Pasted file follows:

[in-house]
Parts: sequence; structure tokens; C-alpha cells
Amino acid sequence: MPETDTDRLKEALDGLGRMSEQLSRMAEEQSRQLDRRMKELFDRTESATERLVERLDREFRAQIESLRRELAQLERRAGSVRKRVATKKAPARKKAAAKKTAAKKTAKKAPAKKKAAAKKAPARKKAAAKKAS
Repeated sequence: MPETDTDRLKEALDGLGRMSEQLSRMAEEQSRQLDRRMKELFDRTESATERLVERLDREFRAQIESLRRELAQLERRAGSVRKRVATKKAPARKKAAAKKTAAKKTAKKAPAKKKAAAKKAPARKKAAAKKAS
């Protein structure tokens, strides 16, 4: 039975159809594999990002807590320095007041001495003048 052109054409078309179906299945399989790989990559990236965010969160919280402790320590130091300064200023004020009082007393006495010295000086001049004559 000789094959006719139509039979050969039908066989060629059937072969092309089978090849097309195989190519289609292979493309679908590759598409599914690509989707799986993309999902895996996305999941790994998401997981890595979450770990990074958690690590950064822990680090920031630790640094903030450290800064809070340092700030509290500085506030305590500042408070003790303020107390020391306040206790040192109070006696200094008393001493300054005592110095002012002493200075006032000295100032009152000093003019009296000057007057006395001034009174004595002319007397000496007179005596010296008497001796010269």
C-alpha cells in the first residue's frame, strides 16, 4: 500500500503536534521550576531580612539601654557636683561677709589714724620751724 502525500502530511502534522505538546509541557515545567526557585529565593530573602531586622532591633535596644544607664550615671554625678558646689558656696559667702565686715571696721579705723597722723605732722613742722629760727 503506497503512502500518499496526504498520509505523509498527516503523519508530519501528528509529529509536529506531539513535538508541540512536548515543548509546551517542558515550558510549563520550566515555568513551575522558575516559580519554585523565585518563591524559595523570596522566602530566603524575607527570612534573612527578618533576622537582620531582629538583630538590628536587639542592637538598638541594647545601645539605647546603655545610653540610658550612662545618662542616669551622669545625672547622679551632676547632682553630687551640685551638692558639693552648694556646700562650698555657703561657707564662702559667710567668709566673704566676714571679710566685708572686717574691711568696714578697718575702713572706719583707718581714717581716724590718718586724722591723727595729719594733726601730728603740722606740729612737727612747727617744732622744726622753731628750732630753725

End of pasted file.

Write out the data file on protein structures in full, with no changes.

[in-house]
Parts: sequence; structure tokens; C-alpha cells
Amino acid sequence: MPETDTDRLKEALDGLGRMSEQLSRMAEEQSRQLDRRMKELFDRTESATERLVERLDREFRAQIESLRRELAQLERRAGSVRKRVATKKAPARKKAAAKKTAAKKTAKKAPAKKKAAAKKAPARKKAAAKKAS
Repeated sequence: MPETDTDRLKEALDGLGRMSEQLSRMAEEQSRQLDRRMKELFDRTESATERLVERLDREFRAQIESLRRELAQLERRAGSVRKRVATKKAPARKKAAAKKTAAKKTAKKAPAKKKAAAKKAPARKKAAAKKAS
């Protein structure tokens, strides 16, 4: 039975159809594999990002807590320095007041001495003048 052109054409078309179906299945399989790989990559990236965010969160919280402790320590130091300064200023004020009082007393006495010295000086001049004559 000789094959006719139509039979050969039908066989060629059937072969092309089978090849097309195989190519289609292979493309679908590759598409599914690509989707799986993309999902895996996305999941790994998401997981890595979450770990990074958690690590950064822990680090920031630790640094903030450290800064809070340092700030509290500085506030305590500042408070003790303020107390020391306040206790040192109070006696200094008393001493300054005592110095002012002493200075006032000295100032009152000093003019009296000057007057006395001034009174004595002319007397000496007179005596010296008497001796010269």
C-alpha cells in the first residue's frame, strides 16, 4: 500500500503536534521550576531580612539601654557636683561677709589714724620751724 502525500502530511502534522505538546509541557515545567526557585529565593530573602531586622532591633535596644544607664550615671554625678558646689558656696559667702565686715571696721579705723597722723605732722613742722629760727 503506497503512502500518499496526504498520509505523509498527516503523519508530519501528528509529529509536529506531539513535538508541540512536548515543548509546551517542558515550558510549563520550566515555568513551575522558575516559580519554585523565585518563591524559595523570596522566602530566603524575607527570612534573612527578618533576622537582620531582629538583630538590628536587639542592637538598638541594647545601645539605647546603655545610653540610658550612662545618662542616669551622669545625672547622679551632676547632682553630687551640685551638692558639693552648694556646700562650698555657703561657707564662702559667710567668709566673704566676714571679710566685708572686717574691711568696714578697718575702713572706719583707718581714717581716724590718718586724722591723727595729719594733726601730728603740722606740729612737727612747727617744732622744726622753731628750732630753725